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1 minute ago, Ryan_Vickers said:

I think if you give someone the password to your PC, that's fine. The trouble comes when giving someone the password to your account on some other service, since it's not clear who has to "authorize" it.  Is you doing it enough?  Or does the owner of that service (facebook, netflix, etc.) have to also authorize the share?  I believe it's the latter, and that's the problem.

Yeah that would be a problem.


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Posted · Original PosterOP
10 minutes ago, Ryan_Vickers said:

I think if you give someone the password to your PC, that's fine. The trouble comes when giving someone the password to your account on some other service, since it's not clear who has to "authorize" it.  Is you doing it enough?  Or does the owner of that service (facebook, netflix, etc.) have to also authorize the share?  I believe it's the latter, and that's the problem.

Agreed.

 

Because I'm sure those companies will be like "nope! not okay, get your own account because "fuck you pay me" '.

 

Corporations and the Government operate like the mafia now.


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4 minutes ago, Trik'Stari said:

Agreed.

 

Because I'm sure those companies will be like "nope! not okay, get your own account because "fuck you pay me" '.

 

Corporations and the Government operate like the mafia now.

I wonder what this implies for things like the Google Play Music family plan?  I feel like it isn't relevant in the slightest but they'll find some way to outlaw it just for the hell of it.


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Posted · Original PosterOP
1 minute ago, Ryan_Vickers said:

I wonder what this implies for things like the Google Play Music family plan?  I feel like it isn't relevant in the slightest but they'll find some way to outlaw it just for the hell of it.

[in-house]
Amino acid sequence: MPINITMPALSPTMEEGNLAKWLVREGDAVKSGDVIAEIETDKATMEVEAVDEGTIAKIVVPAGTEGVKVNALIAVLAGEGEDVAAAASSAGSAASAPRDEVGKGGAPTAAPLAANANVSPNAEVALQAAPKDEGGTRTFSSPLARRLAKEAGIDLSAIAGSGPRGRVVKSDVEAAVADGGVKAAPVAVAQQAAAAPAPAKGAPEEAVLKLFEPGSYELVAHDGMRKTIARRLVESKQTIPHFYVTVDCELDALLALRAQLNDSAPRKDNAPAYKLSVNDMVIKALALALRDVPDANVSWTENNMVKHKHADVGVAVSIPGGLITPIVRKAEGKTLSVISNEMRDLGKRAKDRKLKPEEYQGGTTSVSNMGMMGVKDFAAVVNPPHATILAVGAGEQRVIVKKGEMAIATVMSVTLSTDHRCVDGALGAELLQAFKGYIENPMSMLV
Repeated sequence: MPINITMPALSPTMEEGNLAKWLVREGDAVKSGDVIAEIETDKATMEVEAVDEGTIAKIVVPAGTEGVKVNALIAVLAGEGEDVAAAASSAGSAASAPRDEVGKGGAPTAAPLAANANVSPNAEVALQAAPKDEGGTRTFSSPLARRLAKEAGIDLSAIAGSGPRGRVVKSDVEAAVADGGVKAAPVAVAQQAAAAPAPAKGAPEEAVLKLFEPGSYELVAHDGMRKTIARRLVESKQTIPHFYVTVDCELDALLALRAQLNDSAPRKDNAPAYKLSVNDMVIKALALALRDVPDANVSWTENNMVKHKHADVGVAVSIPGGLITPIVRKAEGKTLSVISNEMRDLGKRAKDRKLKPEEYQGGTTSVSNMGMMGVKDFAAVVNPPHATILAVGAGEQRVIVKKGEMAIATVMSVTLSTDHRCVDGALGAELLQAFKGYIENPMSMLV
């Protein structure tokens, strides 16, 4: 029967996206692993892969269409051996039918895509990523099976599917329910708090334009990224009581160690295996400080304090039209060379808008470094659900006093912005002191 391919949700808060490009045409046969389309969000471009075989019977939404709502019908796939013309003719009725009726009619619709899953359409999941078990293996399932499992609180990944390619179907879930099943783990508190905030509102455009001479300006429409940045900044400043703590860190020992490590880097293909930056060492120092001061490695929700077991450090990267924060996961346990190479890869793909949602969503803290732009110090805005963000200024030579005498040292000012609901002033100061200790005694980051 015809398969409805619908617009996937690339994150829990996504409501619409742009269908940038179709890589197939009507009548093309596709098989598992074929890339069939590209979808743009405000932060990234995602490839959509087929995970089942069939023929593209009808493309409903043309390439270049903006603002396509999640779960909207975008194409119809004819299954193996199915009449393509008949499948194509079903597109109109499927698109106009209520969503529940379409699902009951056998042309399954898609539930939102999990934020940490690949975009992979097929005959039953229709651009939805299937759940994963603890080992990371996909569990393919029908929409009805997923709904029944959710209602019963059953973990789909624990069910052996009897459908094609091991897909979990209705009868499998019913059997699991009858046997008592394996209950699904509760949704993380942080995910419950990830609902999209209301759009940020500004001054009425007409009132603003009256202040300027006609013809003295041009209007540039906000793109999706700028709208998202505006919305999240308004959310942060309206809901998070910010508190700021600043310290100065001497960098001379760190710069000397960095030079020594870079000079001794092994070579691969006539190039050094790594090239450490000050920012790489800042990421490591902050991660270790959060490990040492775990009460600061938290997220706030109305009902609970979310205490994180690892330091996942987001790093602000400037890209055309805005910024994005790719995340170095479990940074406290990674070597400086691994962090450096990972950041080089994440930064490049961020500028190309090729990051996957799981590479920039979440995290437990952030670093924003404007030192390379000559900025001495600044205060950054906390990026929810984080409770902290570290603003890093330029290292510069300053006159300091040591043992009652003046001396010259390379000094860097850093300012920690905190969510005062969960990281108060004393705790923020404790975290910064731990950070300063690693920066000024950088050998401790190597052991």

People would do well to remember, our government doesn't find solutions to problems.

 

They create problems, to fit their solutions, which in turn end up being problems in and of themselves.


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2 minutes ago, Trik'Stari said:

People would do well to remember, our government doesn't find solutions to problems.

 

They create problems, to fit their solutions, which in turn end up being problems in and of themselves.

Who knows.  Maybe this will actually spur companies to offer more family plan-like accounts.  If they know that there is a desire to share accounts/passwords but that it is now illegal, they could take this as an opportunity to offer legit ways for people to do it.


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To find the positive where there's seemingly none at all: I doubt companies like Netflix have enough pull to request and/or enforce it. This is probably the cable companies preparing to cut cables and go on-demand only.

 

Now this is not necessarily a bad thing as long as Netflix and such still exist but you gotta watch out for them sneaking stupid laws about data caps and such.